Raina Margaret Maier
Evaporative deposition from a sessile drop is a simple and appealing way to deposit materials on a surface. In this work, we deposit living, motile colloidal particles (bacteria) on mica from drops of aqueous solution. We show for the first time that it is possible to produce a continuous variation in the deposition pattern from ring deposits to cellular pattern deposits by incremental changes in surface wettability which we achieve by timed exposure of the mica surface to the atmosphere. We show that it is possible to change the contact angle of the drop from less than 5 degrees to near 20 degrees by choice of atmospheric exposure time. This controls the extent of drop spreading, which in turn determines the architecture of the deposition pattern.
The Amish and Hutterites are U.S. agricultural populations whose lifestyles are remarkably similar in many respects but whose farming practices, in particular, are distinct; the former follow traditional farming practices whereas the latter use industrialized farming practices. The populations also show striking disparities in the prevalence of asthma, and little is known about the immune responses underlying these disparities.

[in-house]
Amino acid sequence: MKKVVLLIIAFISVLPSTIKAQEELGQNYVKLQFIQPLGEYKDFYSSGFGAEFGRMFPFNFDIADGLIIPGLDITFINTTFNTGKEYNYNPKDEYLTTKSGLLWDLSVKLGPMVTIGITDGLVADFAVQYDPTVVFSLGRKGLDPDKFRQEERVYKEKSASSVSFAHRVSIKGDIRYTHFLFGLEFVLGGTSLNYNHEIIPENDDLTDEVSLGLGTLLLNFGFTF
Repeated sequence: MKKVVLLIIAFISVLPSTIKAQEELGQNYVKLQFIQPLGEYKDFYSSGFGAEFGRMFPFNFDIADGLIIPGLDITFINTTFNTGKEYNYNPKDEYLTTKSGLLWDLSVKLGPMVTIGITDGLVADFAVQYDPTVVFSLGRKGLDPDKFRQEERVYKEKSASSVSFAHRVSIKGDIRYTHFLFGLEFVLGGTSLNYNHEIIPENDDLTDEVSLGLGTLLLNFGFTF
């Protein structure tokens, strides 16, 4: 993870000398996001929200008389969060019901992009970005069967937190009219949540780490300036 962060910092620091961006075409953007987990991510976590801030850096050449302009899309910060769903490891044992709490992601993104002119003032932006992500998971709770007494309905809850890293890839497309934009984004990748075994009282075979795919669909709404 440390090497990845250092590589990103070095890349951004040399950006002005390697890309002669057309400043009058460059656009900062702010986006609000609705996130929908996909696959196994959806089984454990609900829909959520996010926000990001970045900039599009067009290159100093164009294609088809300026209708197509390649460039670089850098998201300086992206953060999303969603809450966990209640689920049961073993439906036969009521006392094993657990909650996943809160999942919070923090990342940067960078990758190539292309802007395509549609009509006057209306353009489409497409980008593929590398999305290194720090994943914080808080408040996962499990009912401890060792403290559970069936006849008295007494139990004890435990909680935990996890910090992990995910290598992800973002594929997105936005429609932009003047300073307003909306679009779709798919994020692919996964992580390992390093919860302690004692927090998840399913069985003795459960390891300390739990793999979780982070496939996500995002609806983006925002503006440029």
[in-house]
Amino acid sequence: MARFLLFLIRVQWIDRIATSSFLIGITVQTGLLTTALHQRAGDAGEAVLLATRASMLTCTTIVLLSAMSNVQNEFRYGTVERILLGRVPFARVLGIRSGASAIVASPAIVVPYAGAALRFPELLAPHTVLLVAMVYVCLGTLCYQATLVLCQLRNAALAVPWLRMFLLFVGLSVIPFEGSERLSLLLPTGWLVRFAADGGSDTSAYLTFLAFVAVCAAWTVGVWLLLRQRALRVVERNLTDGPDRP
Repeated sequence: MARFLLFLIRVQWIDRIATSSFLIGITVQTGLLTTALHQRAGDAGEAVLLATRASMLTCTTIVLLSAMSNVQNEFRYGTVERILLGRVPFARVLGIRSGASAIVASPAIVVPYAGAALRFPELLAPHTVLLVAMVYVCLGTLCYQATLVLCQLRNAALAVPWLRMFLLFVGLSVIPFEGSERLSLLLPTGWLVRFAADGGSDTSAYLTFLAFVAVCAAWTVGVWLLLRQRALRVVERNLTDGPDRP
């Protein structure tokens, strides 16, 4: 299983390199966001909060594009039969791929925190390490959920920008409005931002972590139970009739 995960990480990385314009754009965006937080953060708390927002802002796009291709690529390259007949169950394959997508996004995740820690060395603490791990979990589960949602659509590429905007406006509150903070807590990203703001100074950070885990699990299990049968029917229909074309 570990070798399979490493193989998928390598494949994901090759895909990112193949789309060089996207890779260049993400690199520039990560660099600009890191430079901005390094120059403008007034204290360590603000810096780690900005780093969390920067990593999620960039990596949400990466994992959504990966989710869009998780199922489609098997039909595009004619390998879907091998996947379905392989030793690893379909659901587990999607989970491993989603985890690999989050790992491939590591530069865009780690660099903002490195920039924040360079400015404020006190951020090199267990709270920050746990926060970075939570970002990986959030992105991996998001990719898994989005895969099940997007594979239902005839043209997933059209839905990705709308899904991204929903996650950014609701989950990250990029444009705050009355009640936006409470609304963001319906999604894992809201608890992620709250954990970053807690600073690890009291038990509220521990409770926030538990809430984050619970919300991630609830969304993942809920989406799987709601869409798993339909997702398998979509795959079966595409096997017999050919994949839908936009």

Phytostabilization is a cost-effective long-term bioremediation technique for immobilization of metalliferous mine tailings. However the biogeochemical processes affecting metal(loid) molecular stabilization and mobility in the root zone remain poorly resolved. Roots of Prosopis juliflora grown for up to 36 months in compost-amended pyritic mine tailings from a federal Superfund site were investigated by micro-scale and bulk synchrotron X-ray absorption spectroscopy (XAS) and multiple energy micro X-ray fluorescence (ME-μXRF) imaging to determine iron, arsenic, sulfur speciation, abundance, and spatial distribution. Whereas ferrihydrite-bound As(V) species predominated in the initial bulk mine tailings, rhizosphere speciation of arsenic was distinctly different. Root associated As(V) was immobilized on the root epidermis bound to ferric sulfate precipitates and within root vacuoles as trivalent As(III)-SH3 complexes. Molar Fe:As ratios of root epidermis tissue was 2x times higher than the 15% compost-amended bulk tailings growth medium. Rhizoplane associated ferric sulfate phases that showed a high capacity to scavenge As(V) were dissimilar from the bulk tailings mineralogy as shown by XAS and XRD, indicating a root surface mechanism for their formation or accumulation.